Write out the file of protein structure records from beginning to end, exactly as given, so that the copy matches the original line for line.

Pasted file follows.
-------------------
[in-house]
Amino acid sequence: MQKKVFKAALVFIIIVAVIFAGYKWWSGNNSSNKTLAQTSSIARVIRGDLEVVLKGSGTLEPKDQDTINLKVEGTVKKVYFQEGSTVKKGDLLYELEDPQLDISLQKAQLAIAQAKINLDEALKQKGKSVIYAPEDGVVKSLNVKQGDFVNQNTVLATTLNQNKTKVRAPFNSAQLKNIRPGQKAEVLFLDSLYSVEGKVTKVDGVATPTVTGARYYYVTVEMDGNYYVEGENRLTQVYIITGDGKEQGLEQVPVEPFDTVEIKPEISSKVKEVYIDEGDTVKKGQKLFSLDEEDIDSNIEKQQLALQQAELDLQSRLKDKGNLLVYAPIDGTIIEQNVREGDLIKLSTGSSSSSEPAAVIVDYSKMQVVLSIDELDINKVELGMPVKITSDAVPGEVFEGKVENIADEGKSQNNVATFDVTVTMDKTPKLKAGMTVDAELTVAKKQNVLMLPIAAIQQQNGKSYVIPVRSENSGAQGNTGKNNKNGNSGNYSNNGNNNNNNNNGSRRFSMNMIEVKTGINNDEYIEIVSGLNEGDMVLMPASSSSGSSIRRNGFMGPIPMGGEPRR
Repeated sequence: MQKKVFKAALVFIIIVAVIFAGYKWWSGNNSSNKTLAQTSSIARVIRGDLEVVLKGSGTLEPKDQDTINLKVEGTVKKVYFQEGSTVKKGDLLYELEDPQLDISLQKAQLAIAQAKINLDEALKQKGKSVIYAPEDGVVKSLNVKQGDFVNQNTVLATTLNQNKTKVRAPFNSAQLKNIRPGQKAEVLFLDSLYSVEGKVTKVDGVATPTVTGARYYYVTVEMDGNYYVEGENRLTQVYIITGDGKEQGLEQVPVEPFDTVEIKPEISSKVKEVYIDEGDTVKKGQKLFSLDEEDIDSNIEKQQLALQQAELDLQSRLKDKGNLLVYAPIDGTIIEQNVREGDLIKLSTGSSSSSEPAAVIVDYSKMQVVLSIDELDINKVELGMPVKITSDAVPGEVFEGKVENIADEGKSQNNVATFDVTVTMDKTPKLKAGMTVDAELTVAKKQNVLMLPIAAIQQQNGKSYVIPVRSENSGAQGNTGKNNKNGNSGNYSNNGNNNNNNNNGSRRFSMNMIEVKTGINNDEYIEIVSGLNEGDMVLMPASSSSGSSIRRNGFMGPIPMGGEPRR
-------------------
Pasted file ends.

[in-house]
Amino acid sequence: MQKKVFKAALVFIIIVAVIFAGYKWWSGNNSSNKTLAQTSSIARVIRGDLEVVLKGSGTLEPKDQDTINLKVEGTVKKVYFQEGSTVKKGDLLYELEDPQLDISLQKAQLAIAQAKINLDEALKQKGKSVIYAPEDGVVKSLNVKQGDFVNQNTVLATTLNQNKTKVRAPFNSAQLKNIRPGQKAEVLFLDSLYSVEGKVTKVDGVATPTVTGARYYYVTVEMDGNYYVEGENRLTQVYIITGDGKEQGLEQVPVEPFDTVEIKPEISSKVKEVYIDEGDTVKKGQKLFSLDEEDIDSNIEKQQLALQQAELDLQSRLKDKGNLLVYAPIDGTIIEQNVREGDLIKLSTGSSSSSEPAAVIVDYSKMQVVLSIDELDINKVELGMPVKITSDAVPGEVFEGKVENIADEGKSQNNVATFDVTVTMDKTPKLKAGMTVDAELTVAKKQNVLMLPIAAIQQQNGKSYVIPVRSENSGAQGNTGKNNKNGNSGNYSNNGNNNNNNNNGSRRFSMNMIEVKTGINNDEYIEIVSGLNEGDMVLMPASSSSGSSIRRNGFMGPIPMGGEPRR
Repeated sequence: MQKKVFKAALVFIIIVAVIFAGYKWWSGNNSSNKTLAQTSSIARVIRGDLEVVLKGSGTLEPKDQDTINLKVEGTVKKVYFQEGSTVKKGDLLYELEDPQLDISLQKAQLAIAQAKINLDEALKQKGKSVIYAPEDGVVKSLNVKQGDFVNQNTVLATTLNQNKTKVRAPFNSAQLKNIRPGQKAEVLFLDSLYSVEGKVTKVDGVATPTVTGARYYYVTVEMDGNYYVEGENRLTQVYIITGDGKEQGLEQVPVEPFDTVEIKPEISSKVKEVYIDEGDTVKKGQKLFSLDEEDIDSNIEKQQLALQQAELDLQSRLKDKGNLLVYAPIDGTIIEQNVREGDLIKLSTGSSSSSEPAAVIVDYSKMQVVLSIDELDINKVELGMPVKITSDAVPGEVFEGKVENIADEGKSQNNVATFDVTVTMDKTPKLKAGMTVDAELTVAKKQNVLMLPIAAIQQQNGKSYVIPVRSENSGAQGNTGKNNKNGNSGNYSNNGNNNNNNNNGSRRFSMNMIEVKTGINNDEYIEIVSGLNEGDMVLMPASSSSGSSIRRNGFMGPIPMGGEPRR